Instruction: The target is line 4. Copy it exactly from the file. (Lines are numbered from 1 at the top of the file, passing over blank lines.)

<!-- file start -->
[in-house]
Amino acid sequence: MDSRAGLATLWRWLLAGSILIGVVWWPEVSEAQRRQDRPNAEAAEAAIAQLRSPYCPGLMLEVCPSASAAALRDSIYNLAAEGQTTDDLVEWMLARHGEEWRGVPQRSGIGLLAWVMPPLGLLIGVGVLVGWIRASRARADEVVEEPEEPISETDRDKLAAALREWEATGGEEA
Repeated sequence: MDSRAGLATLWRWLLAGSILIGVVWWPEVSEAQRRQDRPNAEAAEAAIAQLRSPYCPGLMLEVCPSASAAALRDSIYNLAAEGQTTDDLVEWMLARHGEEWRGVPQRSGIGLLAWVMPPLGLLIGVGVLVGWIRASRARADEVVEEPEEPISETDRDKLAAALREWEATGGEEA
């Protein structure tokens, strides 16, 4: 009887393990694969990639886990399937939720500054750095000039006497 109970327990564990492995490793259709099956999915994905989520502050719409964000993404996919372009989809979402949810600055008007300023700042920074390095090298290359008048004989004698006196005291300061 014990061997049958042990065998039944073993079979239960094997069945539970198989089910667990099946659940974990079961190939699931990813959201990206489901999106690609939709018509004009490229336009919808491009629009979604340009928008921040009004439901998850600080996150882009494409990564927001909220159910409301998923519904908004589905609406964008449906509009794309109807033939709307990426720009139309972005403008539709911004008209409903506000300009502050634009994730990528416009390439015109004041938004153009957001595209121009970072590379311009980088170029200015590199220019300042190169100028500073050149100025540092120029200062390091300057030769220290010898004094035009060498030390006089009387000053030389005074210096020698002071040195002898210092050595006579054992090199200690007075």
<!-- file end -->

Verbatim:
């Protein structure tokens, strides 16, 4: 009887393990694969990639886990399937939720500054750095000039006497 109970327990564990492995490793259709099956999915994905989520502050719409964000993404996919372009989809979402949810600055008007300023700042920074390095090298290359008048004989004698006196005291300061 014990061997049958042990065998039944073993079979239960094997069945539970198989089910667990099946659940974990079961190939699931990813959201990206489901999106690609939709018509004009490229336009919808491009629009979604340009928008921040009004439901998850600080996150882009494409990564927001909220159910409301998923519904908004589905609406964008449906509009794309109807033939709307990426720009139309972005403008539709911004008209409903506000300009502050634009994730990528416009390439015109004041938004153009957001595209121009970072590379311009980088170029200015590199220019300042190169100028500073050149100025540092120029200062390091300057030769220290010898004094035009060498030390006089009387000053030389005074210096020698002071040195002898210092050595006579054992090199200690007075």